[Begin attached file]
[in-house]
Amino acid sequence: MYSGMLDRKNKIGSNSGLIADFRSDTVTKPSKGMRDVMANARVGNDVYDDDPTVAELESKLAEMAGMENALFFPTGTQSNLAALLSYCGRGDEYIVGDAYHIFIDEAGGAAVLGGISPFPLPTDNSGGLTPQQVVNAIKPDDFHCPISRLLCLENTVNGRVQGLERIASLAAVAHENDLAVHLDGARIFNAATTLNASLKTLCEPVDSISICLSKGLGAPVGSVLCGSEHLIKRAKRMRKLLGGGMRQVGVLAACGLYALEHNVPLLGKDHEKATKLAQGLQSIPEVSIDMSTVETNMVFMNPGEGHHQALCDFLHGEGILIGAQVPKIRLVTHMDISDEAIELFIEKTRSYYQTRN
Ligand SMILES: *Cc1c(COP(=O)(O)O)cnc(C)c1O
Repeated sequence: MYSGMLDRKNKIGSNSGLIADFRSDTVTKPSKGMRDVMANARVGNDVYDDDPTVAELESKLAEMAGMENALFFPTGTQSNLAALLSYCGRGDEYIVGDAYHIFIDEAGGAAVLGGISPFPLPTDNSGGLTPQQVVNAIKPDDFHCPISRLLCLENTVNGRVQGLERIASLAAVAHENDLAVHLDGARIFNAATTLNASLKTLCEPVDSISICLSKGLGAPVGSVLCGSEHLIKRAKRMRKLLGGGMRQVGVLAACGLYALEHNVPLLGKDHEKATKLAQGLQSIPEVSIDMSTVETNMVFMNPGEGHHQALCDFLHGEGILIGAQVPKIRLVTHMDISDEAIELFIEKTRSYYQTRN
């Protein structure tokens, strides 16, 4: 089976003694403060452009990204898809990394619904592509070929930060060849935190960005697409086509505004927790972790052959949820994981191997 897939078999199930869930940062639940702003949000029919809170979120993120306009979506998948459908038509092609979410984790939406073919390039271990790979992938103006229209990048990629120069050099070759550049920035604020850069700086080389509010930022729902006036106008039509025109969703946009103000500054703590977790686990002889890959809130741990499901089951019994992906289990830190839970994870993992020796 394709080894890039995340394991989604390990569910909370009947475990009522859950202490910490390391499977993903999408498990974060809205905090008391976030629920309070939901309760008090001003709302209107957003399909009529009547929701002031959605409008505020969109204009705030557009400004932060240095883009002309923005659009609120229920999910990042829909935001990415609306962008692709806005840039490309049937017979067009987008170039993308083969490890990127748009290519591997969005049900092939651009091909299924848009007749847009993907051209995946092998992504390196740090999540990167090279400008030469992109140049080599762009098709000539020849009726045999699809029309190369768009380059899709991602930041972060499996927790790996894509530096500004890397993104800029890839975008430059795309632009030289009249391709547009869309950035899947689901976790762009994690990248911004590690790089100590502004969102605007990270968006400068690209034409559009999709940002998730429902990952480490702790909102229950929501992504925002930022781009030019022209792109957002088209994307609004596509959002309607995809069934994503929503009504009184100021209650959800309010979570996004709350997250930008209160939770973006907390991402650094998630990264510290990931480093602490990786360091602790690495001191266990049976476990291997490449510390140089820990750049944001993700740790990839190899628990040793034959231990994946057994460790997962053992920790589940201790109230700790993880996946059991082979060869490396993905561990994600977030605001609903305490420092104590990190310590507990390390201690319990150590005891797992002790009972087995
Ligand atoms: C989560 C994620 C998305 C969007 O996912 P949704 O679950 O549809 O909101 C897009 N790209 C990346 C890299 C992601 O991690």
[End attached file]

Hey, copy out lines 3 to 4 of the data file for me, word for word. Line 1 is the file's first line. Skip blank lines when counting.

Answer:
Ligand SMILES: *Cc1c(COP(=O)(O)O)cnc(C)c1O
Repeated sequence: MYSGMLDRKNKIGSNSGLIADFRSDTVTKPSKGMRDVMANARVGNDVYDDDPTVAELESKLAEMAGMENALFFPTGTQSNLAALLSYCGRGDEYIVGDAYHIFIDEAGGAAVLGGISPFPLPTDNSGGLTPQQVVNAIKPDDFHCPISRLLCLENTVNGRVQGLERIASLAAVAHENDLAVHLDGARIFNAATTLNASLKTLCEPVDSISICLSKGLGAPVGSVLCGSEHLIKRAKRMRKLLGGGMRQVGVLAACGLYALEHNVPLLGKDHEKATKLAQGLQSIPEVSIDMSTVETNMVFMNPGEGHHQALCDFLHGEGILIGAQVPKIRLVTHMDISDEAIELFIEKTRSYYQTRN